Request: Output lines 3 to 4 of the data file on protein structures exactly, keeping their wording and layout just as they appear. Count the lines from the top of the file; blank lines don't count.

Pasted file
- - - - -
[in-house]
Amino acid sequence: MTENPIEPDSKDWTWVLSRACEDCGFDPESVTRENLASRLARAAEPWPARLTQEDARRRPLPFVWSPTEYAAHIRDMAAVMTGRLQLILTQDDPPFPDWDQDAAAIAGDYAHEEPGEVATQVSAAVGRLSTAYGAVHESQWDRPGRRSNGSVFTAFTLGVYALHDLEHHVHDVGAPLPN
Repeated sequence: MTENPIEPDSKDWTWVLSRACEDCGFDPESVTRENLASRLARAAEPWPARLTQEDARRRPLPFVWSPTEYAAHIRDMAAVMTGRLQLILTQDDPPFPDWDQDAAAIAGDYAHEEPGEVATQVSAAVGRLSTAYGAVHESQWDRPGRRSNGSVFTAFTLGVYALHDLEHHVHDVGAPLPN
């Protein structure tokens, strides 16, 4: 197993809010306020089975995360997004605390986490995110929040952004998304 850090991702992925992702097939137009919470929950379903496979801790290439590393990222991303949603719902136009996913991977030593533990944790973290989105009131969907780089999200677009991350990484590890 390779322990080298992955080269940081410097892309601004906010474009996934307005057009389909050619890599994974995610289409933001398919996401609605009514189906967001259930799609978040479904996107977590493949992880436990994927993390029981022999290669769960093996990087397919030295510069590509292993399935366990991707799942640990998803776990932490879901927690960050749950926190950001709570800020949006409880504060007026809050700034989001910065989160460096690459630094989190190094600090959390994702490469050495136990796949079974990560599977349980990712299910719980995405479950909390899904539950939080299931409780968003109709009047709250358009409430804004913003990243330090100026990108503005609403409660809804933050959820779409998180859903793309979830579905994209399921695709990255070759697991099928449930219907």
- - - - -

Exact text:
Repeated sequence: MTENPIEPDSKDWTWVLSRACEDCGFDPESVTRENLASRLARAAEPWPARLTQEDARRRPLPFVWSPTEYAAHIRDMAAVMTGRLQLILTQDDPPFPDWDQDAAAIAGDYAHEEPGEVATQVSAAVGRLSTAYGAVHESQWDRPGRRSNGSVFTAFTLGVYALHDLEHHVHDVGAPLPN
């Protein structure tokens, strides 16, 4: 197993809010306020089975995360997004605390986490995110929040952004998304 850090991702992925992702097939137009919470929950379903496979801790290439590393990222991303949603719902136009996913991977030593533990944790973290989105009131969907780089999200677009991350990484590890 390779322990080298992955080269940081410097892309601004906010474009996934307005057009389909050619890599994974995610289409933001398919996401609605009514189906967001259930799609978040479904996107977590493949992880436990994927993390029981022999290669769960093996990087397919030295510069590509292993399935366990991707799942640990998803776990932490879901927690960050749950926190950001709570800020949006409880504060007026809050700034989001910065989160460096690459630094989190190094600090959390994702490469050495136990796949079974990560599977349980990712299910719980995405479950909390899904539950939080299931409780968003109709009047709250358009409430804004913003990243330090100026990108503005609403409660809804933050959820779409998180859903793309979830579905994209399921695709990255070759697991099928449930219907």